Updating Your Will After Divorce
During a divorce, you work through all the intricacies of dividing the marital assets and determining alimony payments if needed. But what if all your best laid plans go awry because you overlooked one document you prepared a decade or more ago, when things were better between you and your spouse? The will.
Why people update their wills after divorce
If you do not want your retirement savings and property which you battled tooth and nail for to pass to the very adversary you wrestled it from, then updating your will becomes critical. It is also important if you do not want property held by you to pass into the hands of the new spouse if your ex remarries. Most important, however, if you wish to give the property or assets to your children, this will pave the way for them. They will be able to inherit without the added hassle of a legal battle with your ex (especially if they are your kids from an earlier marriage, or a new one) or long-winded court procedures to prove their rights to the estate. In some cases, the very executor of your will may have been your spouse – something that calls for needed change.
Updating your will: What you should take care of
To update your will, you need to start by “revoking” the old will by destroying it. Then, put together (with the help of a financial advisor and legal team if need be), a new outline for a will describing who each asset should go to.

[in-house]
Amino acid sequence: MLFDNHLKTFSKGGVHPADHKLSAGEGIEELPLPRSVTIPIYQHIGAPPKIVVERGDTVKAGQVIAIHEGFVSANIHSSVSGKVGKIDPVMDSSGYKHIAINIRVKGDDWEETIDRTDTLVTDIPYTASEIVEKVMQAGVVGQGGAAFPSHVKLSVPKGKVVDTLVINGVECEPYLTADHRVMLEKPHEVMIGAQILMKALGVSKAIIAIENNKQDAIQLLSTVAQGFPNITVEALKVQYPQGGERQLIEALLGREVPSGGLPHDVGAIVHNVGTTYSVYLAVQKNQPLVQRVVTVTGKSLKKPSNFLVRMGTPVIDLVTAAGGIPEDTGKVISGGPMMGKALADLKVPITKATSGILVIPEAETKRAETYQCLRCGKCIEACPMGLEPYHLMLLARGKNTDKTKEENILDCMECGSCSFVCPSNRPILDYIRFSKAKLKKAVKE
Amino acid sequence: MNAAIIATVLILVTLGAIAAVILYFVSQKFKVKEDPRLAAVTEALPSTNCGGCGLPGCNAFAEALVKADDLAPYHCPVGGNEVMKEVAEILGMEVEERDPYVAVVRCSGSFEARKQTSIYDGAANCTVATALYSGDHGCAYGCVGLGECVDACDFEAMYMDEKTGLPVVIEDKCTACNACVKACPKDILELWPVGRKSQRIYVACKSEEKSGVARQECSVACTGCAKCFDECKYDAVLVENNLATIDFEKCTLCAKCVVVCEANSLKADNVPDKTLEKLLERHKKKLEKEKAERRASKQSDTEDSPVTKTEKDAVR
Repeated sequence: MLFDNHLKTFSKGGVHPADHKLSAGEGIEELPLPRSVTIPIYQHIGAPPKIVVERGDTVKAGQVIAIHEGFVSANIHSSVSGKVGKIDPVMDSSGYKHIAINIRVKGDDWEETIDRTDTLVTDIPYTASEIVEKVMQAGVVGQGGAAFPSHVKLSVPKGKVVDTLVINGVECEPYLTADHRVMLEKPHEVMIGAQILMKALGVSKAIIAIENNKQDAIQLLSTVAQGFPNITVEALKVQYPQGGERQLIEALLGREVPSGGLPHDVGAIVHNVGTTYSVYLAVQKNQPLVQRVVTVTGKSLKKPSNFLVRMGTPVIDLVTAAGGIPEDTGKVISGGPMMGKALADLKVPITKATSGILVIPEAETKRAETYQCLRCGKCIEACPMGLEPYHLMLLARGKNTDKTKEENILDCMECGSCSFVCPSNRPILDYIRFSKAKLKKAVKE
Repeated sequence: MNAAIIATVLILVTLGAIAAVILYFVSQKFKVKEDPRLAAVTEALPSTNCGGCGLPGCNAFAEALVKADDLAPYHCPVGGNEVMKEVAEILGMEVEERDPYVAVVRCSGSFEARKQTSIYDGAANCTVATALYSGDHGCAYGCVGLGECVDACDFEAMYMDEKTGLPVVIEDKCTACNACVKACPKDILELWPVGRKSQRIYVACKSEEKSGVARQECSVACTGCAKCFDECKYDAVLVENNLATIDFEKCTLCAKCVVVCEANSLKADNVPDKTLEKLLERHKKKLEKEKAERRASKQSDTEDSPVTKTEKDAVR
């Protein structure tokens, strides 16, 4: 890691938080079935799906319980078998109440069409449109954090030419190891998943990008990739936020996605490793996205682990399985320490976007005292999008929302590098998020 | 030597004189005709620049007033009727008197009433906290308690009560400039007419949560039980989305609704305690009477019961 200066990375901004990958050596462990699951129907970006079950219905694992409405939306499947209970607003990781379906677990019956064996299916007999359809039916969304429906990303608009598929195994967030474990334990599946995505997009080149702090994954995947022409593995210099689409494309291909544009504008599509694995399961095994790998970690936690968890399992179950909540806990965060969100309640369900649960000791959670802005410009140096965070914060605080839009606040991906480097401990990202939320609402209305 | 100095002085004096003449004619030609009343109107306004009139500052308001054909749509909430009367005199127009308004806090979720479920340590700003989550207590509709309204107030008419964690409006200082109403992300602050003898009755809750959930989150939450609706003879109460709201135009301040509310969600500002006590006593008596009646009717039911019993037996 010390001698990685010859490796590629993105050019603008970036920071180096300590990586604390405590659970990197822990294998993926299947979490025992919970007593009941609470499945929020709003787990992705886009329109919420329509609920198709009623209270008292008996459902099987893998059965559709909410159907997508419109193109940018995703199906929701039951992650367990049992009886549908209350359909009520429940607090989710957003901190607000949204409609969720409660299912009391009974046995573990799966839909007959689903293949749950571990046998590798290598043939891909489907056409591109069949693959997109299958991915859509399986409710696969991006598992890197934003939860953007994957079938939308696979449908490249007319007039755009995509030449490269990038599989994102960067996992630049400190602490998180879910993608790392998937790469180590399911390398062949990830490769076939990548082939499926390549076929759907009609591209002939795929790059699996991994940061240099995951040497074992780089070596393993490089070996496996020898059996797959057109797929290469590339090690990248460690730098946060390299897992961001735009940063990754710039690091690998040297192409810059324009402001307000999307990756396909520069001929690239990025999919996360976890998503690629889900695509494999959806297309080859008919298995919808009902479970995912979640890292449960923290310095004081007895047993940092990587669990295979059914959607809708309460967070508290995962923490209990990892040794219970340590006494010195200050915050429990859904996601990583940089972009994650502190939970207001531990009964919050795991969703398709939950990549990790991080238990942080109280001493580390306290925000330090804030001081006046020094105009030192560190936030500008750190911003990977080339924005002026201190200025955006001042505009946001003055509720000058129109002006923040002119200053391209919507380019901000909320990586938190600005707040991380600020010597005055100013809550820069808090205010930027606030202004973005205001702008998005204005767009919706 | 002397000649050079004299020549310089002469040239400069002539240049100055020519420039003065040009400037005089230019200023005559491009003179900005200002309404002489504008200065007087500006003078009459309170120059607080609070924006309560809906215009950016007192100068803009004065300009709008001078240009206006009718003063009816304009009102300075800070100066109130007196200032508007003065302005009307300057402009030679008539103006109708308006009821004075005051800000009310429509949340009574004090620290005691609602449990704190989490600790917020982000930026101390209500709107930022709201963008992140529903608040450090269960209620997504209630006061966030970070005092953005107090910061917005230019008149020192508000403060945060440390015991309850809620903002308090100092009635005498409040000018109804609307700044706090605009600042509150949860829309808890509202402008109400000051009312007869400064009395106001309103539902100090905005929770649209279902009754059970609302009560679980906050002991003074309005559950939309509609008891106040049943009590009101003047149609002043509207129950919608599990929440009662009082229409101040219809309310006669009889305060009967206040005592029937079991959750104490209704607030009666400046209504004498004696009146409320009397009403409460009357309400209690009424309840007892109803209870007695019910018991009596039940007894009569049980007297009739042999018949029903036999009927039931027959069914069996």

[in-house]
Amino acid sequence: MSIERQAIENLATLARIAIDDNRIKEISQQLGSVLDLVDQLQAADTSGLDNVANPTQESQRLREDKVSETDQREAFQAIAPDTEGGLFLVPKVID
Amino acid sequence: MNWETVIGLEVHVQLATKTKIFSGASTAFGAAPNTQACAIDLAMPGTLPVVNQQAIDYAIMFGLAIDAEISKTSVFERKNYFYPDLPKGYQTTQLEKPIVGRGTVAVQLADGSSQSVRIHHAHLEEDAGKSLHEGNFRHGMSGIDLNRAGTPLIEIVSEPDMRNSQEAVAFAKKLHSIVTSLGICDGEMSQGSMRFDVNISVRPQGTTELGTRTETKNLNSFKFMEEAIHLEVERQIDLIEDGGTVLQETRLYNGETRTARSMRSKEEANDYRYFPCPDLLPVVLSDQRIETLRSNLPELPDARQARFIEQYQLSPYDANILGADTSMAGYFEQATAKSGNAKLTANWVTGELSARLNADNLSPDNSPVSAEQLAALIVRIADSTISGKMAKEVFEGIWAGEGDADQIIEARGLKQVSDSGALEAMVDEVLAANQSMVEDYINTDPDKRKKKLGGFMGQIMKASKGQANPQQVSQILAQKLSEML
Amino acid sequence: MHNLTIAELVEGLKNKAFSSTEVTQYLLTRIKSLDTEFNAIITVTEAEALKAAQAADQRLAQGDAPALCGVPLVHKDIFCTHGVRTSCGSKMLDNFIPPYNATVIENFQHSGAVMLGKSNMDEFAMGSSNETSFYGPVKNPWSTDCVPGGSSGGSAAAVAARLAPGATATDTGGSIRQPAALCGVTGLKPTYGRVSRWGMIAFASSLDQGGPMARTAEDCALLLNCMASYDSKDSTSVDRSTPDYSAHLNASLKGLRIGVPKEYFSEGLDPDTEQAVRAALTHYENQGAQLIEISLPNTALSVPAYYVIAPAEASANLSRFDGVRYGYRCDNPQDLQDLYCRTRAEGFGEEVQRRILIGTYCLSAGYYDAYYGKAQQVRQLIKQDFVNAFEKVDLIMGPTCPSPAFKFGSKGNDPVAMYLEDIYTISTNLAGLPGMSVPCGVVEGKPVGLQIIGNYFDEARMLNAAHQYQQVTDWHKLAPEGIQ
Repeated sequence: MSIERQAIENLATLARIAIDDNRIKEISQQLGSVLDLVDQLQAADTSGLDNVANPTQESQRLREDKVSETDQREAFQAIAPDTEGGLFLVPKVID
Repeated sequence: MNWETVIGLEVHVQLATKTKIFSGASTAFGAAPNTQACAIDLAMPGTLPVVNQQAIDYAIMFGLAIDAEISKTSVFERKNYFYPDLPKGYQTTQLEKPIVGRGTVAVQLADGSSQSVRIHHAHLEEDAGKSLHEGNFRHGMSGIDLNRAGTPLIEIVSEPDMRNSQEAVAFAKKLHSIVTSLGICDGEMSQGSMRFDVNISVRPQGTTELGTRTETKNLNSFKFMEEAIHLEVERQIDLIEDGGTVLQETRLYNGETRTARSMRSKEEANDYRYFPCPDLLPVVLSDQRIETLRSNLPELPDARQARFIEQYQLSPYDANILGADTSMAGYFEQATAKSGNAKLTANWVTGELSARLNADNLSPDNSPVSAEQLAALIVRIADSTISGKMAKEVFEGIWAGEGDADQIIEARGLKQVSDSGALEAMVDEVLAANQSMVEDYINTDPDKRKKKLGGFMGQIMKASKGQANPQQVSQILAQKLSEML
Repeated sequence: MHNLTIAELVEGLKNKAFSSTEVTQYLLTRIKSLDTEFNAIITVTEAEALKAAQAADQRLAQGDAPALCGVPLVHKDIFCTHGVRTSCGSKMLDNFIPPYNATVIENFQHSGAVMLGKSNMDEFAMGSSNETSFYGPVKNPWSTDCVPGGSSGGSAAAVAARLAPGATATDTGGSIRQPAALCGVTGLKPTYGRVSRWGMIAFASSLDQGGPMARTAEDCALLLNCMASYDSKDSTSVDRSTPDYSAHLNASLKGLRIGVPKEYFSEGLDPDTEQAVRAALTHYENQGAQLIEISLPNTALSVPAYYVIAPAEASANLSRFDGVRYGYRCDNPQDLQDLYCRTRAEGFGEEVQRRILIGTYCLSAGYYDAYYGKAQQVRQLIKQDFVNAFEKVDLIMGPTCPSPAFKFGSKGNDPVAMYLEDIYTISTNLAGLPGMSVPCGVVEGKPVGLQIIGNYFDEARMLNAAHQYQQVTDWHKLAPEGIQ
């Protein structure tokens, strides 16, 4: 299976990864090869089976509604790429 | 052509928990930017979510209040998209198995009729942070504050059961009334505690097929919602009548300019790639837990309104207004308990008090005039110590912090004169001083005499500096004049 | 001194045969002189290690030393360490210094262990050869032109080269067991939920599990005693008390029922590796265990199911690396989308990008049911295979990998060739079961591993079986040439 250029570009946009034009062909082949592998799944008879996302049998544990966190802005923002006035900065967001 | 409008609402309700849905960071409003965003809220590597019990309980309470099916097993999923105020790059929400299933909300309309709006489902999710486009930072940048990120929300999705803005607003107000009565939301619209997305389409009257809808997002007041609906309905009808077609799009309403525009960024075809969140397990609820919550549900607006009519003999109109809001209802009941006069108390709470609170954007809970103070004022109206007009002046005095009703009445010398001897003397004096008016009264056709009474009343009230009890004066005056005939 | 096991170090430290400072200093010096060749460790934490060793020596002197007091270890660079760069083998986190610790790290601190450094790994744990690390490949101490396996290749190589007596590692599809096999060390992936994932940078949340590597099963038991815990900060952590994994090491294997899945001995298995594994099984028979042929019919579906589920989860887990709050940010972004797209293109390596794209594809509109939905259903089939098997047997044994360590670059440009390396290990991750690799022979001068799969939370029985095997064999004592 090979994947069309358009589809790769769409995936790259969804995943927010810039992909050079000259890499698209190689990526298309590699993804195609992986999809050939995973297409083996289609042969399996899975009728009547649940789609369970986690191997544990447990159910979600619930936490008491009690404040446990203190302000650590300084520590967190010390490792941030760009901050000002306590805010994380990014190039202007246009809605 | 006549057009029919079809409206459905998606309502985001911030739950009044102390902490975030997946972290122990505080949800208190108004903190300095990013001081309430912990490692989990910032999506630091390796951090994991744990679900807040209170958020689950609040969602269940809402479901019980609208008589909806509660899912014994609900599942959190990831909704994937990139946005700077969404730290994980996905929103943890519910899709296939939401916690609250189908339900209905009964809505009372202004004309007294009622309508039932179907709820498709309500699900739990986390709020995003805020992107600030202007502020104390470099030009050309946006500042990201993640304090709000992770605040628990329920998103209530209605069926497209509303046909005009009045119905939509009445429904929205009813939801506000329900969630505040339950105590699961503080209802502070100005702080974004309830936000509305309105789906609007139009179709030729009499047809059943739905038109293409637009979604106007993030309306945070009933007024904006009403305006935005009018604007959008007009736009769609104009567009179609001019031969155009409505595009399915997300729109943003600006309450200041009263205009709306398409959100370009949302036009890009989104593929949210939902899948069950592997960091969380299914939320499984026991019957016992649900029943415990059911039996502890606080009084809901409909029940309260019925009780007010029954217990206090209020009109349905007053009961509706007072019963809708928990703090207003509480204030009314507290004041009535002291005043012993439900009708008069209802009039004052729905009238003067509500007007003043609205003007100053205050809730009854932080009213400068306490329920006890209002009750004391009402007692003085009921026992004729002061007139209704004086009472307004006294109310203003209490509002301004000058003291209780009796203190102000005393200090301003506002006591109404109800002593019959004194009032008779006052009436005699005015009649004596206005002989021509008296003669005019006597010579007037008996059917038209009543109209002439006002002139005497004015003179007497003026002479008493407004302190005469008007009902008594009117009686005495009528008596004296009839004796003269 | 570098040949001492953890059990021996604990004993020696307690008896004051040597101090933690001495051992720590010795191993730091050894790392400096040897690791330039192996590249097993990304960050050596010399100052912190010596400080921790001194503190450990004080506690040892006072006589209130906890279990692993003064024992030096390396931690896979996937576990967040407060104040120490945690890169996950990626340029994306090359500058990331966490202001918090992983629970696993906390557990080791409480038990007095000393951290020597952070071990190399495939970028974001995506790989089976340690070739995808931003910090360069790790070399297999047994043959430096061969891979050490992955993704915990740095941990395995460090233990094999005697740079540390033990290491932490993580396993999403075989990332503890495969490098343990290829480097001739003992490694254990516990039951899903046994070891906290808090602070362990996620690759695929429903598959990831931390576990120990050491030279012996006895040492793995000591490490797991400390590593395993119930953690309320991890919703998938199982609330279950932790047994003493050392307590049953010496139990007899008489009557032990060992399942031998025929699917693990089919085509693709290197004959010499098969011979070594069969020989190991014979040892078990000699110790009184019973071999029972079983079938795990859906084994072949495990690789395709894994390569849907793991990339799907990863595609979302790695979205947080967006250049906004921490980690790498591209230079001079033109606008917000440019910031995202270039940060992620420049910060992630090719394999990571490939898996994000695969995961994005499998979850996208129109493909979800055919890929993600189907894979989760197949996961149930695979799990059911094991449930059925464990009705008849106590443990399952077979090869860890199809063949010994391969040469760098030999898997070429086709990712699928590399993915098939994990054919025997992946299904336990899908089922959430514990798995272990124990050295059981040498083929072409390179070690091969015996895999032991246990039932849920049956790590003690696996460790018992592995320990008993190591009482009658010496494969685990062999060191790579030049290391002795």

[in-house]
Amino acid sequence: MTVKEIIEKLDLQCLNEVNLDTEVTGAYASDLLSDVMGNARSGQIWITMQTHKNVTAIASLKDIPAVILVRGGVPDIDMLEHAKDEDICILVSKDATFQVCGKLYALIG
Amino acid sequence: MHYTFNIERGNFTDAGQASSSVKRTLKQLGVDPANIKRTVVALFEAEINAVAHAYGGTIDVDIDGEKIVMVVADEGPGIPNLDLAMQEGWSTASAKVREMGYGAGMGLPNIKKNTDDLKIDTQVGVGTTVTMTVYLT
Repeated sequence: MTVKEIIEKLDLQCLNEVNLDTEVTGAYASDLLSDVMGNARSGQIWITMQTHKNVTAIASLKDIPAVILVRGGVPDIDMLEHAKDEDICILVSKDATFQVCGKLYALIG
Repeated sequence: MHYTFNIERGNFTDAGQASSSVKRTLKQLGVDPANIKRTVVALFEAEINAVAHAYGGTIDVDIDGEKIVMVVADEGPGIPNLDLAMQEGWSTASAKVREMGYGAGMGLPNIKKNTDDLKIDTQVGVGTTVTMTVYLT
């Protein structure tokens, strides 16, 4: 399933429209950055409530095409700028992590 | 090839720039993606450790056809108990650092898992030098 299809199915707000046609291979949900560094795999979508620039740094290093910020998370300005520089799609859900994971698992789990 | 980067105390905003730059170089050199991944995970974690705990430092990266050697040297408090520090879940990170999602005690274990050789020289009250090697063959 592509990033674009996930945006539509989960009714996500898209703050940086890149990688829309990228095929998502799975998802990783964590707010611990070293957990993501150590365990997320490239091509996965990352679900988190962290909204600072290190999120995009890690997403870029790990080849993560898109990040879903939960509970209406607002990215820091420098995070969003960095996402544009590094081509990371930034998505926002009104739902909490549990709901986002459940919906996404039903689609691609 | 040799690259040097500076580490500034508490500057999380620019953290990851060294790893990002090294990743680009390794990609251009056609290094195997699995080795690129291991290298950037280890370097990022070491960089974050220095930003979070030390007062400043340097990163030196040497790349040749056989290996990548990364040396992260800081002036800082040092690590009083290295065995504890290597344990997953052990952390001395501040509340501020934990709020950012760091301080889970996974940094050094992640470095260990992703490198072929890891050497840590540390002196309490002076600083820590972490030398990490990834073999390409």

You will also need to identify someone to be the executor of this new will. It could be somebody different to the first time around, especially if that was someone you no longer communicate with like your spouse’s friend/colleague. Also suggest an alternate if your first choice isn’t available.
If you have custody of your kids and don’t want your spouse to have them after you are gone, mention this and add supportive documentation. While this is no guarantee, the judge may give it some thought. A guardian should also be named, in the event both you and your spouse pass on.
Also check that all financial documents for items beyond the purview of the will are updated to reflect new beneficiaries.
Revising your will after the divorce
Estate planning after divorce becomes an important activity that is sometimes overlooked, especially if you didn’t hire a financial advisor to work with you during the divorce process. It is never too soon to update your will and plan for your estate.
To learn more about the divorce process in California and how mediation can help, please visit our page, What is Divorce Mediation.